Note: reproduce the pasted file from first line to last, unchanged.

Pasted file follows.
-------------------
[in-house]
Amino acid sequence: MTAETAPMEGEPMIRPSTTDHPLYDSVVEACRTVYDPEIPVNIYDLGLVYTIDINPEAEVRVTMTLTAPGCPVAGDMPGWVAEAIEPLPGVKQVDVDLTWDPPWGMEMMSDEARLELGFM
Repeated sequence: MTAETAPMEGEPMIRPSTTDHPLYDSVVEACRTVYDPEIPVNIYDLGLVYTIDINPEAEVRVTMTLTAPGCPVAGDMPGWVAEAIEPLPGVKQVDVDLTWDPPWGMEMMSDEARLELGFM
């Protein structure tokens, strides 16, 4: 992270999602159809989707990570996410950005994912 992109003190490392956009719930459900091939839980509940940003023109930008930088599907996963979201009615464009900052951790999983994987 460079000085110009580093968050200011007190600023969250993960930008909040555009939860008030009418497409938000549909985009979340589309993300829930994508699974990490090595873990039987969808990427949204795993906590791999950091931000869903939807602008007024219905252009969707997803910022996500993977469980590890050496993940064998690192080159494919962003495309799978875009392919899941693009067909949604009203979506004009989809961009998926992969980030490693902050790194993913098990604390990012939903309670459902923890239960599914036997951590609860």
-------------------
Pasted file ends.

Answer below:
[in-house]
Amino acid sequence: MTAETAPMEGEPMIRPSTTDHPLYDSVVEACRTVYDPEIPVNIYDLGLVYTIDINPEAEVRVTMTLTAPGCPVAGDMPGWVAEAIEPLPGVKQVDVDLTWDPPWGMEMMSDEARLELGFM
Repeated sequence: MTAETAPMEGEPMIRPSTTDHPLYDSVVEACRTVYDPEIPVNIYDLGLVYTIDINPEAEVRVTMTLTAPGCPVAGDMPGWVAEAIEPLPGVKQVDVDLTWDPPWGMEMMSDEARLELGFM
């Protein structure tokens, strides 16, 4: 992270999602159809989707990570996410950005994912 992109003190490392956009719930459900091939839980509940940003023109930008930088599907996963979201009615464009900052951790999983994987 460079000085110009580093968050200011007190600023969250993960930008909040555009939860008030009418497409938000549909985009979340589309993300829930994508699974990490090595873990039987969808990427949204795993906590791999950091931000869903939807602008007024219905252009969707997803910022996500993977469980590890050496993940064998690192080159494919962003495309799978875009392919899941693009067909949604009203979506004009989809961009998926992969980030490693902050790194993913098990604390990012939903309670459902923890239960599914036997951590609860």